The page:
Without the sign by the road, you might not notice the labyrinth at Mepkin Abbey. It’s a 7-circuit Chartres style made of South Carolina prairie plants with a mown grass path.
The plants that make the lines of the labyrinth had been burned in that Southern Fall tradition. But, they have been maintained in that fashion for so long that the grass path is very clear and easy to walk.
There are seats in the center as well as benches on the outside. The monks keep bees and I noticed two pairs of hives passed the live oaks.
The Abbey asks that you stop at the visitors’ center/gift shop to check in before walking.
The Unity Church of Charleston on Leeds Avenue has a lovely Cretan labyrinth to the left of the sanctuary.
To my amazement, it is made of grass.
There are little handmade and decorated pavers kind of scattered around and each corner acknowledges the 4 classical elements. (I particularly love the empty birdcage in the Air corner.)
There is a swing between Fire and Air for post-walk contemplation.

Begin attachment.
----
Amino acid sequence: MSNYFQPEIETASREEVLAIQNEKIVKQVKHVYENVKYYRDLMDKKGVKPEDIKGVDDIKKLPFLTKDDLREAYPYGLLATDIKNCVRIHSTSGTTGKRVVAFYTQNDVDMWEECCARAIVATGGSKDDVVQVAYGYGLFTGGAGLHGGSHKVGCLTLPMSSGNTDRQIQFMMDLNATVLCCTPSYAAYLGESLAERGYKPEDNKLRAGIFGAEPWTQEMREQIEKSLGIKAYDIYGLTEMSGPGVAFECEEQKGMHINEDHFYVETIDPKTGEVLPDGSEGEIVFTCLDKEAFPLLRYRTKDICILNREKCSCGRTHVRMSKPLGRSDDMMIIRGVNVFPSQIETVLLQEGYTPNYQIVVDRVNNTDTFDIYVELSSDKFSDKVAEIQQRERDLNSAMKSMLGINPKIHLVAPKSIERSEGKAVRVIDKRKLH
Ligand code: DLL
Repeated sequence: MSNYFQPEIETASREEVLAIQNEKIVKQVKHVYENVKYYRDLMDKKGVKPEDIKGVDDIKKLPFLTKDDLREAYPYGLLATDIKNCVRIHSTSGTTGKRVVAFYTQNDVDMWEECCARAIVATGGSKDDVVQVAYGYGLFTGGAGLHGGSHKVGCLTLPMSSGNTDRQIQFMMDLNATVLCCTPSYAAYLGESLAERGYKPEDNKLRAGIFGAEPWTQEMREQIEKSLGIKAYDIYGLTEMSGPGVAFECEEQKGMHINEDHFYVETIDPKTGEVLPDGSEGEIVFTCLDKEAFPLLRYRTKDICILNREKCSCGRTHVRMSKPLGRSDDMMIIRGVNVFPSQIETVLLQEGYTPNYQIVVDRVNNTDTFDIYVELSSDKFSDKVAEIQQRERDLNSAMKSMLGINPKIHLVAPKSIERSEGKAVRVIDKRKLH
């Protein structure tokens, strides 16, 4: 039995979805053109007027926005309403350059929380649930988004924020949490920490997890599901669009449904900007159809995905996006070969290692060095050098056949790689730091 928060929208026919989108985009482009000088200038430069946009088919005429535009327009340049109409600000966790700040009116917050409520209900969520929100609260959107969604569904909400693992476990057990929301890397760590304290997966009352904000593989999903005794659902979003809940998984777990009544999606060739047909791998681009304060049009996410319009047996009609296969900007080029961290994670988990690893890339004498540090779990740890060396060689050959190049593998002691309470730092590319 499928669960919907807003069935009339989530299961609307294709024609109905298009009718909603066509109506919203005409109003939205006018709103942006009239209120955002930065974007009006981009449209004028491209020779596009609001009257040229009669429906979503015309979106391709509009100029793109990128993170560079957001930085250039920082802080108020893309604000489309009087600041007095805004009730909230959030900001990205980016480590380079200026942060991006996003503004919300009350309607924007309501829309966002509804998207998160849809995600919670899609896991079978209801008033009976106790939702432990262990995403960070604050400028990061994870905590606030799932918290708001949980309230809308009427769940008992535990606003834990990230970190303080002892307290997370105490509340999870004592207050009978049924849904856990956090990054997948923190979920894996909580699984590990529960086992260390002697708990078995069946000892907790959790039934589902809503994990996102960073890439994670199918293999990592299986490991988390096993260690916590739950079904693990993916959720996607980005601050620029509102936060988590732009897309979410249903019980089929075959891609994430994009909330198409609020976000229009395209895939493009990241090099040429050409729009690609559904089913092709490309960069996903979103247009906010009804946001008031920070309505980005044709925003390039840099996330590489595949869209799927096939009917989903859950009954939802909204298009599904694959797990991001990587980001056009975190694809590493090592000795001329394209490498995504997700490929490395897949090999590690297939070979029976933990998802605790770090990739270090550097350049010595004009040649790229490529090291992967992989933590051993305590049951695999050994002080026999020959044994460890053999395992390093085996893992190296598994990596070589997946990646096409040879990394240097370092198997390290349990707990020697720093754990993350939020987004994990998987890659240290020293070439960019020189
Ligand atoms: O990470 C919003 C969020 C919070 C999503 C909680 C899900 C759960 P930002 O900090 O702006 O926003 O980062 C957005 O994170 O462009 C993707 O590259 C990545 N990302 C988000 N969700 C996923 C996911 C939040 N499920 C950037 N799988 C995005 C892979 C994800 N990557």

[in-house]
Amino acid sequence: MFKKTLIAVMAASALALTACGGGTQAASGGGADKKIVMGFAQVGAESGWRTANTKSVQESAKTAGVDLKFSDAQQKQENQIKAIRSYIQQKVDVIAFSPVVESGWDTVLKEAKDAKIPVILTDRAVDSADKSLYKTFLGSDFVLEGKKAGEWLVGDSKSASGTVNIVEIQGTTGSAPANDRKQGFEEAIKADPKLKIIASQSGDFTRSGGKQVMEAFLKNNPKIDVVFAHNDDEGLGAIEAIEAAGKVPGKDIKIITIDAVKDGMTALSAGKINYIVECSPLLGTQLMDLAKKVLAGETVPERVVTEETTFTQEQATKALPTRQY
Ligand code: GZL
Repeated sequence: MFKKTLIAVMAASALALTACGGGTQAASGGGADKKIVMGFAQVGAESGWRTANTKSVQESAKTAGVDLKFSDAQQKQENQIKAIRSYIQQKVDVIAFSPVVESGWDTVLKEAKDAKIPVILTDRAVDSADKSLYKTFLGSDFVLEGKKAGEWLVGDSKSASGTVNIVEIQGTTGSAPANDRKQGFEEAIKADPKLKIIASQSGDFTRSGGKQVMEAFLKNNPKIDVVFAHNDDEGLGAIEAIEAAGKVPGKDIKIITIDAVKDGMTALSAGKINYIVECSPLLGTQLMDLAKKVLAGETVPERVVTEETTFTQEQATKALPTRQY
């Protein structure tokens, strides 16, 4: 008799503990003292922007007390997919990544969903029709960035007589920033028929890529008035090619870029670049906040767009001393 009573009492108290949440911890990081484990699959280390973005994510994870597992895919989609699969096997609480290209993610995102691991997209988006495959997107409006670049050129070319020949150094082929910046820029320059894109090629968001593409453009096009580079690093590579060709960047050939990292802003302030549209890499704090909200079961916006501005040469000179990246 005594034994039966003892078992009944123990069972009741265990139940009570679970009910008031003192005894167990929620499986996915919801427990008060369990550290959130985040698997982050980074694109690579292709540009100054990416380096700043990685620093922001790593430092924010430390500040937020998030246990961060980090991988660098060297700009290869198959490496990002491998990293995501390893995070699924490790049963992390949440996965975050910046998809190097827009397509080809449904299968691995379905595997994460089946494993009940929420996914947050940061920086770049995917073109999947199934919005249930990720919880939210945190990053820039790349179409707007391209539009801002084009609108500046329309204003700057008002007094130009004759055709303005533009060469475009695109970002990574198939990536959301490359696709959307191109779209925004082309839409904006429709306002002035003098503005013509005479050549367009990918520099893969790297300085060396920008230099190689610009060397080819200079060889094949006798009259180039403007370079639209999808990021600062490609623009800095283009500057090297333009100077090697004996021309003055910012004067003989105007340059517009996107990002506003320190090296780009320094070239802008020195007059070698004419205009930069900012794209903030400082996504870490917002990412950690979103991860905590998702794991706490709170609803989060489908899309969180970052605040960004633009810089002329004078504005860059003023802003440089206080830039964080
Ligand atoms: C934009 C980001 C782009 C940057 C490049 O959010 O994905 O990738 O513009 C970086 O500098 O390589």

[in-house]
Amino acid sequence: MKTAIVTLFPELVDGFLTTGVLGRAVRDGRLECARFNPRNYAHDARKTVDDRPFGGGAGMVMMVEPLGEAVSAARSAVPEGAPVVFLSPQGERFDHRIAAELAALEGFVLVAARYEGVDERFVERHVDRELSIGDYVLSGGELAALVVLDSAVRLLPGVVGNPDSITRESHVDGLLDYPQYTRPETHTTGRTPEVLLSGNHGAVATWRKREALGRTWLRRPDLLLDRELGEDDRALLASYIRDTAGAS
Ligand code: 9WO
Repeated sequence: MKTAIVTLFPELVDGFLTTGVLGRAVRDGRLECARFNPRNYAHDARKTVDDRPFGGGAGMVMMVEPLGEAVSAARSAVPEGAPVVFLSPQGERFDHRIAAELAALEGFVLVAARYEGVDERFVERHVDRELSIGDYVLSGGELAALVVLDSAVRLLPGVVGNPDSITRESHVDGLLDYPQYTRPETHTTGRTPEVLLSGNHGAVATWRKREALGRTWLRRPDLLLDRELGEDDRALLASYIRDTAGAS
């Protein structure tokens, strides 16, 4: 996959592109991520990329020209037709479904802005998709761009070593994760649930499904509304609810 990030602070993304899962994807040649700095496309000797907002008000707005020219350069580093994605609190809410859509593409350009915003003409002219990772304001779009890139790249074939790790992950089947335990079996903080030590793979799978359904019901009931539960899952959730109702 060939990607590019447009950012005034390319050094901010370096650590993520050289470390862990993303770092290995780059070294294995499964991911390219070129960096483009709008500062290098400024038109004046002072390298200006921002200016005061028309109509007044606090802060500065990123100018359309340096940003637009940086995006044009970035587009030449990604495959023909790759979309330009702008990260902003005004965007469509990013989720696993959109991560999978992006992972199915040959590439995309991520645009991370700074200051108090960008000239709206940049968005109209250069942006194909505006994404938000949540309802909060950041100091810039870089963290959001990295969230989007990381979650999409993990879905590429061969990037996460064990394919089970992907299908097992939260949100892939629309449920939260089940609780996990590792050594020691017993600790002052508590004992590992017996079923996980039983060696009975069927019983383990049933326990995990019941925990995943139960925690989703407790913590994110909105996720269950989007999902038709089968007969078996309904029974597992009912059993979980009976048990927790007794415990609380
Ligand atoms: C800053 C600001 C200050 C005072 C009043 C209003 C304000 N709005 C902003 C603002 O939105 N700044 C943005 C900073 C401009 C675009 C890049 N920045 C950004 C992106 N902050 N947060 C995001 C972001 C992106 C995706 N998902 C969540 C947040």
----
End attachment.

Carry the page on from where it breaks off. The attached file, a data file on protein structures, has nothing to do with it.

The parking lot doesn’t go all the way around the building. So, park where you find a convenient spot as you come into the parking lot. The church is on a fairly busy corner. But, it is far enough back from the road that I didn’t find the traffic sounds distracting.
The Dunean United Methodist Church in Greenville, South Carolina, shares a little park with the Baptist church next door. The Methodists installed a labyrinth.
It is a Cretan labyrinth made of stone, bricks and some stepping stones, surrounded by roses and nandina.
The grey stepping stones have been painted with black images of the Passion on Christ. They appear to have been done by several people because the styles are different. Some are line drawings and some are silhouettes. The stone in the center has a Jerusalem cross on it.
There are benches nearby and plenty of parking on the street and in a parking lot.
It may have been the most convenient labyrinth we’ve been to.